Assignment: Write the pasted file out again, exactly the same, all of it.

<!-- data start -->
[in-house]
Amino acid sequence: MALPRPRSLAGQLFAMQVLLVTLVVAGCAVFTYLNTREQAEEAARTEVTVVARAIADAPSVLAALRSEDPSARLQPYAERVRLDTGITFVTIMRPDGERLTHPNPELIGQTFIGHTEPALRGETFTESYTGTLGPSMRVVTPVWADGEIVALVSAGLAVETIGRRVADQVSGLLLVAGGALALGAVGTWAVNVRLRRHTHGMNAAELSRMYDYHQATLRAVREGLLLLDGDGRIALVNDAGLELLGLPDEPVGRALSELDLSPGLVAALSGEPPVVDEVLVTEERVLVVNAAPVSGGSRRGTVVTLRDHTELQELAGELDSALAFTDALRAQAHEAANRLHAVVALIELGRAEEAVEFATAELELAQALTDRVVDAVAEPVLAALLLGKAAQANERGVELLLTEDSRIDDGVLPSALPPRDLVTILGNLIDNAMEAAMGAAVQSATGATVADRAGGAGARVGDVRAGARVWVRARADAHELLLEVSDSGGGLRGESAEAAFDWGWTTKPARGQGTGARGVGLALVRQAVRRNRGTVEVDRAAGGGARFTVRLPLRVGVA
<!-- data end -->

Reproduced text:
[in-house]
Amino acid sequence: MALPRPRSLAGQLFAMQVLLVTLVVAGCAVFTYLNTREQAEEAARTEVTVVARAIADAPSVLAALRSEDPSARLQPYAERVRLDTGITFVTIMRPDGERLTHPNPELIGQTFIGHTEPALRGETFTESYTGTLGPSMRVVTPVWADGEIVALVSAGLAVETIGRRVADQVSGLLLVAGGALALGAVGTWAVNVRLRRHTHGMNAAELSRMYDYHQATLRAVREGLLLLDGDGRIALVNDAGLELLGLPDEPVGRALSELDLSPGLVAALSGEPPVVDEVLVTEERVLVVNAAPVSGGSRRGTVVTLRDHTELQELAGELDSALAFTDALRAQAHEAANRLHAVVALIELGRAEEAVEFATAELELAQALTDRVVDAVAEPVLAALLLGKAAQANERGVELLLTEDSRIDDGVLPSALPPRDLVTILGNLIDNAMEAAMGAAVQSATGATVADRAGGAGARVGDVRAGARVWVRARADAHELLLEVSDSGGGLRGESAEAAFDWGWTTKPARGQGTGARGVGLALVRQAVRRNRGTVEVDRAAGGGARFTVRLPLRVGVA